Geraldine Ferraro, First Female Vice Presidential Candidate, Dead of Blood Cancer at 75

Geraldine Ferraro, a former congresswoman and Fox News contributor who was the first woman and Italian American to run as vice president of the United States, has died of blood cancer at the age of 75.

According to Ferraro’s obituary: “Ferraro spent thirteen years at home raising her children, during which time she also practiced law pro bono in Queens County Family Court on behalf of women and children and served as President of the Queens County Women’s Bar Association.

“In 1974, she was sworn in as an Assistant District Attorney in the Queens County District Attorney’s Office. There, she started the Special Victims Bureau, where she supervised the prosecution of sex crimes, child abuse, domestic violence and violent crimes against senior citizens.

“Ferraro was first elected to Congress from New York’s Ninth Congressional District in Queens in 1978, and served three terms in the House of Representatives before being tapped for the Vice Presidential run.”

Ferraro used to joke that she represented “Archie Bunker’s district,” which was mainly conservative Democrat, in Queens. When asked if Archie had voted for her, Ferraro quipped that he likely had not, but Edith likely had. Meathead as well, almost certainly.

Ferraro obtained her greatest fame in 1984 when she was tapped by Democratic presidential candidate Walter Mondale to be his running mate. Many feminist hailed the selection as a breakthrough in political history, a shattering of one of the many glass ceilings in American politics. Others, perhaps more cynically, suggested that it was a desperation move by a candidate who was heavily favored to be beaten by President Ronald Reagan.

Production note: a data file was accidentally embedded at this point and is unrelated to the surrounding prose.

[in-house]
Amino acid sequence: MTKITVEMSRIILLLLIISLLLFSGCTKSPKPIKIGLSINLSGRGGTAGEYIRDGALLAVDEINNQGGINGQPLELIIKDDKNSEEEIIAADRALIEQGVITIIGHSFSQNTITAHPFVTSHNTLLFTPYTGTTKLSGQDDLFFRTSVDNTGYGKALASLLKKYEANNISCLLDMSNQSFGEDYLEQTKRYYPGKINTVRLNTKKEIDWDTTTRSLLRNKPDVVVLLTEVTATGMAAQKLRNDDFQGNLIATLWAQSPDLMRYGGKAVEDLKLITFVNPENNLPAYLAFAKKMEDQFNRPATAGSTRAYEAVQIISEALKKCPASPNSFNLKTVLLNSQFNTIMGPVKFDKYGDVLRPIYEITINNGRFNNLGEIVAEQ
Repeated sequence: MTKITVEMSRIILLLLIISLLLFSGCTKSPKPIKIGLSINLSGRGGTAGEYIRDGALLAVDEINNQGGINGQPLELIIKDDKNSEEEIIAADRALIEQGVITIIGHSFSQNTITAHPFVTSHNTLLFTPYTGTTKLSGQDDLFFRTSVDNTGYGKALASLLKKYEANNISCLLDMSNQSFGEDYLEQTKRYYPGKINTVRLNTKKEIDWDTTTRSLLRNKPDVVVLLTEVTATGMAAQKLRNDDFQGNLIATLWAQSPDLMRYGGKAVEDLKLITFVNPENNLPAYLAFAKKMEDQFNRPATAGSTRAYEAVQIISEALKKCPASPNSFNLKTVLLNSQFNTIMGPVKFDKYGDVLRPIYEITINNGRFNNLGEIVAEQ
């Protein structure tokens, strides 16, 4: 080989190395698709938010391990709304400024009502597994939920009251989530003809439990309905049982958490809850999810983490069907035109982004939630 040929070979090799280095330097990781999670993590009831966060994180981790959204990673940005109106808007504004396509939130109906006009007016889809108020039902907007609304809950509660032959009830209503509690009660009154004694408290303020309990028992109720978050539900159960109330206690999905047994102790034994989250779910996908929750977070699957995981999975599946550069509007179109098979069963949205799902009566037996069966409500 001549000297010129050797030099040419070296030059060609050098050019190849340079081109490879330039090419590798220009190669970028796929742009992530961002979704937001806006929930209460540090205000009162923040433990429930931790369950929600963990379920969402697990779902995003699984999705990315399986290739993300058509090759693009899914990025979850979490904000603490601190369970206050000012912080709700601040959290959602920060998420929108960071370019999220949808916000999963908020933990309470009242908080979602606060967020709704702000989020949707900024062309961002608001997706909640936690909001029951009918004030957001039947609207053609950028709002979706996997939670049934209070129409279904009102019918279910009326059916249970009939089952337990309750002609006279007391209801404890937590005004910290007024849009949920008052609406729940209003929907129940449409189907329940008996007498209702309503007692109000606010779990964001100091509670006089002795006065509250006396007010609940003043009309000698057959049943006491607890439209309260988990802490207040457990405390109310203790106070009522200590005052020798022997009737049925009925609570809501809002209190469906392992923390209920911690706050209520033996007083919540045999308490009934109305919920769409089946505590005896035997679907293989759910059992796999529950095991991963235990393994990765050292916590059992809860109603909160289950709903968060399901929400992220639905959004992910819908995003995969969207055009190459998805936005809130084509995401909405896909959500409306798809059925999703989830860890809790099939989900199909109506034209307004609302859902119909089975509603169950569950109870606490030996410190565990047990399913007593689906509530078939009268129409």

Ferraro, up until 1984 an obscure member of Congress, proved to be unready for the media attention and the general rough and tumble of national politics. Scrutiny was brought to bear on her husband, John Zaccaro’s real estate dealings that some thought to be dubious at best. Ferraro also seemed to be unable to handle the aggressive attacks by then Vice President George H. W. Bush during the Vice Presidential debate. Bush, somewhat crudely, boasted the next day that he had, “Kicked a little a–.”

Battered but unbowed, Ferraro gamely fought on, making some people think that the wrong person may have been on top of the ticket. Nevertheless the Mondale-Ferraro ticket went down to defeat in one of the biggest landslides in history, Later, Ferraro ran for the Senate twice unsuccessfully. She wound up, in another example of irony, as a contributor for Fox News, which retains a large stable of commentators of a variety of points of view.

Unique of all Democrats, Ferraro was very gracious toward Sarah Palin, a sentiment that was returned warmly. The sisterhood of female vice presidential candidates may be small at the current time, but the bonds are stronger than political differences.

Ferraro leaves behind numerous children, grandchildren, other relations, and admirers of all political stripes.

Source: Geraldine Ferraro Dead at 75 , NBC News, March 25, 2011